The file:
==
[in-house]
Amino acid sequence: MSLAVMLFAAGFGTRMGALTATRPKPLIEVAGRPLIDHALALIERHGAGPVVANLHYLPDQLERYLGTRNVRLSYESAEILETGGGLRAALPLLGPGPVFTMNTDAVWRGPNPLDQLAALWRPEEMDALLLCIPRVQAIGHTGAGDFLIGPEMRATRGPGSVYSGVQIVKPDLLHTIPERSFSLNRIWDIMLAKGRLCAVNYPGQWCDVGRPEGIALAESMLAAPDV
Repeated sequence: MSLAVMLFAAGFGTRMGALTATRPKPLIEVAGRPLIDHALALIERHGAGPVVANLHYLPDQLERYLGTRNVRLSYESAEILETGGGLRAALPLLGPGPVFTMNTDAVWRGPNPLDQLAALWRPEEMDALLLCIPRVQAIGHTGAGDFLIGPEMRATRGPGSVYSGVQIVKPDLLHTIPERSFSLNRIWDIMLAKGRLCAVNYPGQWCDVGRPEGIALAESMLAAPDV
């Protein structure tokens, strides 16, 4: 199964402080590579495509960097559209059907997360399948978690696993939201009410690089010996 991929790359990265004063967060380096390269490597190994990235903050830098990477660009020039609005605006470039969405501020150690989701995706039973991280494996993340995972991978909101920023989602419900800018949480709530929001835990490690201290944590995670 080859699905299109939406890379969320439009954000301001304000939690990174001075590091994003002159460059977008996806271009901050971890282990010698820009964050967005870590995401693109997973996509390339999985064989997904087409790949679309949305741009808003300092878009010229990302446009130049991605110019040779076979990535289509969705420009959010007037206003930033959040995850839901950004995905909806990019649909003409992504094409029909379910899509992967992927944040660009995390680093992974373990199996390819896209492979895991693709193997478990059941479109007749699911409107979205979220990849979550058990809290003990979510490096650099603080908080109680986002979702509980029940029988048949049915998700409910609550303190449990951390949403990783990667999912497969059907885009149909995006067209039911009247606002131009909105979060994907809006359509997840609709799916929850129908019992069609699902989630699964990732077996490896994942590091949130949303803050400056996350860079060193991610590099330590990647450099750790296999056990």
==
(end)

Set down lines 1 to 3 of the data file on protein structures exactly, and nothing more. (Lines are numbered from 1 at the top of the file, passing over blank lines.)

[in-house]
Amino acid sequence: MSLAVMLFAAGFGTRMGALTATRPKPLIEVAGRPLIDHALALIERHGAGPVVANLHYLPDQLERYLGTRNVRLSYESAEILETGGGLRAALPLLGPGPVFTMNTDAVWRGPNPLDQLAALWRPEEMDALLLCIPRVQAIGHTGAGDFLIGPEMRATRGPGSVYSGVQIVKPDLLHTIPERSFSLNRIWDIMLAKGRLCAVNYPGQWCDVGRPEGIALAESMLAAPDV
Repeated sequence: MSLAVMLFAAGFGTRMGALTATRPKPLIEVAGRPLIDHALALIERHGAGPVVANLHYLPDQLERYLGTRNVRLSYESAEILETGGGLRAALPLLGPGPVFTMNTDAVWRGPNPLDQLAALWRPEEMDALLLCIPRVQAIGHTGAGDFLIGPEMRATRGPGSVYSGVQIVKPDLLHTIPERSFSLNRIWDIMLAKGRLCAVNYPGQWCDVGRPEGIALAESMLAAPDV